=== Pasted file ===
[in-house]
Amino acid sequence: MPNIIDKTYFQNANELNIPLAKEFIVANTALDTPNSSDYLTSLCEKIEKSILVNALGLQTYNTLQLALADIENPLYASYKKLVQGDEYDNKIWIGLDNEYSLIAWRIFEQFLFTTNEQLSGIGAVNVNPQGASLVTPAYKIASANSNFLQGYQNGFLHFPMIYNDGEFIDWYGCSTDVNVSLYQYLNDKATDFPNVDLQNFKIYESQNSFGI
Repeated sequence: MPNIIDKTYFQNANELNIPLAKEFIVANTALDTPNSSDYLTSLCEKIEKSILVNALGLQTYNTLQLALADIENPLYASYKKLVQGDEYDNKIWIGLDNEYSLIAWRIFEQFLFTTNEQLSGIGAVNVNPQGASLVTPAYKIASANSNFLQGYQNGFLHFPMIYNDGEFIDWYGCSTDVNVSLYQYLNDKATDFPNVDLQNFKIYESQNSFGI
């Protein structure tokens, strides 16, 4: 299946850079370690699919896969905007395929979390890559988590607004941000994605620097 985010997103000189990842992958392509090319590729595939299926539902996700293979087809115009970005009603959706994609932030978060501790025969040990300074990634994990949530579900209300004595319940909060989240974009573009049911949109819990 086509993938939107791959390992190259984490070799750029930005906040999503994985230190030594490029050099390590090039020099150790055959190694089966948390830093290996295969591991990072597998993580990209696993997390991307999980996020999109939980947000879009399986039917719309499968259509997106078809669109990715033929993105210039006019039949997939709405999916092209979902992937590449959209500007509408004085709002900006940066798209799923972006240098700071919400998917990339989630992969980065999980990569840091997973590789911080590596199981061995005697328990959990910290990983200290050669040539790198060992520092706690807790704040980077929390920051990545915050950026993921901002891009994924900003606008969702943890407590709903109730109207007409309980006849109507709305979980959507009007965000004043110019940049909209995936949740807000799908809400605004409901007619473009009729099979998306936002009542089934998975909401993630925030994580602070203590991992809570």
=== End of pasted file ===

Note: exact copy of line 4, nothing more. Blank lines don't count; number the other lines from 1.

């Protein structure tokens, strides 16, 4: 299946850079370690699919896969905007395929979390890559988590607004941000994605620097 985010997103000189990842992958392509090319590729595939299926539902996700293979087809115009970005009603959706994609932030978060501790025969040990300074990634994990949530579900209300004595319940909060989240974009573009049911949109819990 086509993938939107791959390992190259984490070799750029930005906040999503994985230190030594490029050099390590090039020099150790055959190694089966948390830093290996295969591991990072597998993580990209696993997390991307999980996020999109939980947000879009399986039917719309499968259509997106078809669109990715033929993105210039006019039949997939709405999916092209979902992937590449959209500007509408004085709002900006940066798209799923972006240098700071919400998917990339989630992969980065999980990569840091997973590789911080590596199981061995005697328990959990910290990983200290050669040539790198060992520092706690807790704040980077929390920051990545915050950026993921901002891009994924900003606008969702943890407590709903109730109207007409309980006849109507709305979980959507009007965000004043110019940049909209995936949740807000799908809400605004409901007619473009009729099979998306936002009542089934998975909401993630925030994580602070203590991992809570």